When you stick an amplifier and all of its related circuitry inside a speaker cabinet, it influences the acoustical characteristics, requiring additional engineering to achieve good performance. There’s also the issue of heat buildup, which requires heat sinks or ventilation to manage. Finally, the amplifier itself has to be miniaturized and designed to withstand higher vibration and heat levels. Good engineering can overcome these hurdles, but you get what you pay for—well-designed active monitors command a premium price while cheaper models will cut corners and suffer in performance.
So, when are passive monitors the right choice? Some of the most common use cases today are multichannel surround and immersive monitoring setups. While 5.1 and 7.1 are the longtime standards for film and TV mixing, immersive setups such as 5.1.4 and 7.1.4 are becoming more common as spatial audio formats like Dolby Atmos increase in popularity. Because passive speakers are lightweight and only require one cable, it’s easy to mount surround speakers from your walls and hang overhead speakers from your ceiling. Additionally, you can turn them all on or off at once via the amplifier, rather than flipping a switch on each speaker.
Passive speakers are also a great choice if you want to be able to customize your signal chain. When you find speakers you love, you can easily try out different amplifiers, crossovers, speaker cables and processors to find the combination that yields the best performance for your setup. Consistency is another advantage—because factors like temperature, humidity and power fluctuations can make amplifiers perform slightly differently every day, it’s better to have one or two amplifiers than one in each speaker. This may sound very nitpicky, but it becomes important in certain critical listening disciplines like mastering.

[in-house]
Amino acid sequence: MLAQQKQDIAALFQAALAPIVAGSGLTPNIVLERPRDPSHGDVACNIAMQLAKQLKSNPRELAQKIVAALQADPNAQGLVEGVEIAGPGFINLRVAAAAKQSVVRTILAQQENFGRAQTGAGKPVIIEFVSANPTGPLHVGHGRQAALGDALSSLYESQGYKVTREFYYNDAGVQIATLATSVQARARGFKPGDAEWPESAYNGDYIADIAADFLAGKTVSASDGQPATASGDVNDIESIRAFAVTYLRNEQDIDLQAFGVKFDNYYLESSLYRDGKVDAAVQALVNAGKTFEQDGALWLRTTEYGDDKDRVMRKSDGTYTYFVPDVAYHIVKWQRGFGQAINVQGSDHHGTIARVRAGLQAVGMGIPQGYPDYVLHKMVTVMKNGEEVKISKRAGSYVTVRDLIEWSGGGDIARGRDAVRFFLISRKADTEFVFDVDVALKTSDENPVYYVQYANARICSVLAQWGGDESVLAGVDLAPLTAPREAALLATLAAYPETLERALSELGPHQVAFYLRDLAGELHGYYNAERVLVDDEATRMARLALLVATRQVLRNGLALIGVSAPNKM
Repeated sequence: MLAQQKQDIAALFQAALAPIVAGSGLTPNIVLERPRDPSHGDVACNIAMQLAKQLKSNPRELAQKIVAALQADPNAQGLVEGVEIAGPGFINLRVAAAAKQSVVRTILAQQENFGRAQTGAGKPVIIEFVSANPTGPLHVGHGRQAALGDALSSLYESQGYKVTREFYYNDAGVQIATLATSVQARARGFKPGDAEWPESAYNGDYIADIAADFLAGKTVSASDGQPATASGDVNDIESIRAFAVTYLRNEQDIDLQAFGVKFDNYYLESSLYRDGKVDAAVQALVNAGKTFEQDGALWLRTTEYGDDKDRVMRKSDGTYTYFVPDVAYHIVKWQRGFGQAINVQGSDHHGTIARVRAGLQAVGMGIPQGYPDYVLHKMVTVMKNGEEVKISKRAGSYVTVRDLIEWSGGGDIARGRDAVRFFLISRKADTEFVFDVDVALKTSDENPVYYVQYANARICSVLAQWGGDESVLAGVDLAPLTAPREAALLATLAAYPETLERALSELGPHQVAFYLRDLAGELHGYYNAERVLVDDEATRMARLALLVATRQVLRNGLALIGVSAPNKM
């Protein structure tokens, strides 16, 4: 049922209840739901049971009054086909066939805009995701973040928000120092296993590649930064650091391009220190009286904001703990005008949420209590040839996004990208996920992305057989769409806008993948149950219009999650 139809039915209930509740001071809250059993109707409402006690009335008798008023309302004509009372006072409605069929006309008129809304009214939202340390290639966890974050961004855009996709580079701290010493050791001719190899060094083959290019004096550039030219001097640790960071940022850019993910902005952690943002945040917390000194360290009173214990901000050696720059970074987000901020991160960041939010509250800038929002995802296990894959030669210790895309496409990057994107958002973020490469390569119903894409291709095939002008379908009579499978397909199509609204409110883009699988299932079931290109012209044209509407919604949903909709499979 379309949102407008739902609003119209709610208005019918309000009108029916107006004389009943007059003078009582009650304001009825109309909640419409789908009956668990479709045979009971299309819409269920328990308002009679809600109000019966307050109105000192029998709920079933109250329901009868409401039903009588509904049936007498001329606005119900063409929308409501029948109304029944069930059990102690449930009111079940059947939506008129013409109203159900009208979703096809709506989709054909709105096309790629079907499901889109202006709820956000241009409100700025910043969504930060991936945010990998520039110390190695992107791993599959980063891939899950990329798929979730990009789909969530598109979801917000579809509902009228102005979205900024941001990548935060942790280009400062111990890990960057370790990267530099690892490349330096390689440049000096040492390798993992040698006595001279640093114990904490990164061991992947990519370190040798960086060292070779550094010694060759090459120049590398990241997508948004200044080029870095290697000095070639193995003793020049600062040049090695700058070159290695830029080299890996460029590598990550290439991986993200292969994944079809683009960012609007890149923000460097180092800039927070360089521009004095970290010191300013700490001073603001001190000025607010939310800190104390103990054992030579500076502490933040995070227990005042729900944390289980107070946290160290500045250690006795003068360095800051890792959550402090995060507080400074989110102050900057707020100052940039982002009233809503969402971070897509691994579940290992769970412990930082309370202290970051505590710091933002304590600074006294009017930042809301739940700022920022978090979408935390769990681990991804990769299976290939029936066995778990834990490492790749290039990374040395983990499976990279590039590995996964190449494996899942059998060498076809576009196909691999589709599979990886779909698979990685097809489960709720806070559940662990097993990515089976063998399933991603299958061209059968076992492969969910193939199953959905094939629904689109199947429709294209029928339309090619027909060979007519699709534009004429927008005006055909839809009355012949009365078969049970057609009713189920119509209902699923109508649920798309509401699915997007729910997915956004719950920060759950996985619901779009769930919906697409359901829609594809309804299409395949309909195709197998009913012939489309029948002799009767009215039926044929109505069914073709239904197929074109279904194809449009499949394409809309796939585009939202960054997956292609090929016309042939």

Choosing passive monitors also makes it easier to expand your setup as your studio grows. For example, you can start with a stereo pair of monitors and a four-channel amp, then add a second pair of reference monitors later on. Upgrade to a six-channel amp and you can have a 5.1 system, then add more speakers and amp channels as needed for larger setups. If you plan it out right, a modular system like this can be more affordable than active monitors, and it allows you to upgrade components one at a time.
In the end, the decision to use active or passive speakers is a personal one, as there are benefits to both approaches. You can absolutely achieve professional sound with either option, but passive systems have a major advantage when it comes to flexibility. If you decide to go with passive speakers, be sure to get a high-quality amplifier with the correct power and impedance levels for your speakers—and don’t skimp on the cables.
Want to learn more? Dive deeper with our studio monitor buyer’s guide and check out these popular passive speaker brands: